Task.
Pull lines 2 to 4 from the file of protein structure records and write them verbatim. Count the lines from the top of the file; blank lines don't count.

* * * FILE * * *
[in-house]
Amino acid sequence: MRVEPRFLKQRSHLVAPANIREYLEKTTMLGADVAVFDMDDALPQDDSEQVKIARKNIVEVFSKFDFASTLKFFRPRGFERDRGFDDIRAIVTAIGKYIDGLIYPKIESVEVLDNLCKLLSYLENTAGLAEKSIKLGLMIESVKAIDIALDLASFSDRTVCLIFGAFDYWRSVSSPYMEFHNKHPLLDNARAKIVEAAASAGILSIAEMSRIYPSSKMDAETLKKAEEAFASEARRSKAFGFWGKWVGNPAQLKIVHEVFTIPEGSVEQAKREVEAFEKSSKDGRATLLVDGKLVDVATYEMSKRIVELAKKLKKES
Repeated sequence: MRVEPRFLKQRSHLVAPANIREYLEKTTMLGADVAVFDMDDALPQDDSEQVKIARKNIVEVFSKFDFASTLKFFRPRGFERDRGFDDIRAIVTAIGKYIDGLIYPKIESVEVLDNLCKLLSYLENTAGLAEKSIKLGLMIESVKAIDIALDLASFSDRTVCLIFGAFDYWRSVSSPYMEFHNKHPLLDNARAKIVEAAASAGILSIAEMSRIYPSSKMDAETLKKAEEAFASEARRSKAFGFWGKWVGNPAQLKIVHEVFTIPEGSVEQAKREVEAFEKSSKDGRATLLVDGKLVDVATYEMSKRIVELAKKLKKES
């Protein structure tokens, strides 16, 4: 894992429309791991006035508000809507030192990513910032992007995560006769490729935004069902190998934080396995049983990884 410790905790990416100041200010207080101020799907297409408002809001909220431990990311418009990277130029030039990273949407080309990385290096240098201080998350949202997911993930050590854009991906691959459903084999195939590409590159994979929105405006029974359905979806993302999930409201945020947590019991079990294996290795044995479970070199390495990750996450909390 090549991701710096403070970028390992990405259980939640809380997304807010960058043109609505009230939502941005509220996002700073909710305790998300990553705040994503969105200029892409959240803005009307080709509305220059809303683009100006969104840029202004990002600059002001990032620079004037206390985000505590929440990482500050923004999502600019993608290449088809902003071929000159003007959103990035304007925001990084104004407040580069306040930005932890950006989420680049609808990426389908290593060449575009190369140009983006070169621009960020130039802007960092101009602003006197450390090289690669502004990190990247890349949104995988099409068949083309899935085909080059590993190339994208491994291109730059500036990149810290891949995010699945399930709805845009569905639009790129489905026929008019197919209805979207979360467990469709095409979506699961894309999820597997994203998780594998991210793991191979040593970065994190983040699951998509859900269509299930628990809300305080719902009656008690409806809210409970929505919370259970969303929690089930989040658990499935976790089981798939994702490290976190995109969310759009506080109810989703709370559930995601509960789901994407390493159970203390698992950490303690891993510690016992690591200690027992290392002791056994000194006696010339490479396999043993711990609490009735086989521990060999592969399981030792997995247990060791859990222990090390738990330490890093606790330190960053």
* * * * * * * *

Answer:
Amino acid sequence: MRVEPRFLKQRSHLVAPANIREYLEKTTMLGADVAVFDMDDALPQDDSEQVKIARKNIVEVFSKFDFASTLKFFRPRGFERDRGFDDIRAIVTAIGKYIDGLIYPKIESVEVLDNLCKLLSYLENTAGLAEKSIKLGLMIESVKAIDIALDLASFSDRTVCLIFGAFDYWRSVSSPYMEFHNKHPLLDNARAKIVEAAASAGILSIAEMSRIYPSSKMDAETLKKAEEAFASEARRSKAFGFWGKWVGNPAQLKIVHEVFTIPEGSVEQAKREVEAFEKSSKDGRATLLVDGKLVDVATYEMSKRIVELAKKLKKES
Repeated sequence: MRVEPRFLKQRSHLVAPANIREYLEKTTMLGADVAVFDMDDALPQDDSEQVKIARKNIVEVFSKFDFASTLKFFRPRGFERDRGFDDIRAIVTAIGKYIDGLIYPKIESVEVLDNLCKLLSYLENTAGLAEKSIKLGLMIESVKAIDIALDLASFSDRTVCLIFGAFDYWRSVSSPYMEFHNKHPLLDNARAKIVEAAASAGILSIAEMSRIYPSSKMDAETLKKAEEAFASEARRSKAFGFWGKWVGNPAQLKIVHEVFTIPEGSVEQAKREVEAFEKSSKDGRATLLVDGKLVDVATYEMSKRIVELAKKLKKES
């Protein structure tokens, strides 16, 4: 894992429309791991006035508000809507030192990513910032992007995560006769490729935004069902190998934080396995049983990884 410790905790990416100041200010207080101020799907297409408002809001909220431990990311418009990277130029030039990273949407080309990385290096240098201080998350949202997911993930050590854009991906691959459903084999195939590409590159994979929105405006029974359905979806993302999930409201945020947590019991079990294996290795044995479970070199390495990750996450909390 090549991701710096403070970028390992990405259980939640809380997304807010960058043109609505009230939502941005509220996002700073909710305790998300990553705040994503969105200029892409959240803005009307080709509305220059809303683009100006969104840029202004990002600059002001990032620079004037206390985000505590929440990482500050923004999502600019993608290449088809902003071929000159003007959103990035304007925001990084104004407040580069306040930005932890950006989420680049609808990426389908290593060449575009190369140009983006070169621009960020130039802007960092101009602003006197450390090289690669502004990190990247890349949104995988099409068949083309899935085909080059590993190339994208491994291109730059500036990149810290891949995010699945399930709805845009569905639009790129489905026929008019197919209805979207979360467990469709095409979506699961894309999820597997994203998780594998991210793991191979040593970065994190983040699951998509859900269509299930628990809300305080719902009656008690409806809210409970929505919370259970969303929690089930989040658990499935976790089981798939994702490290976190995109969310759009506080109810989703709370559930995601509960789901994407390493159970203390698992950490303690891993510690016992690591200690027992290392002791056994000194006696010339490479396999043993711990609490009735086989521990060999592969399981030792997995247990060791859990222990090390738990330490890093606790330190960053």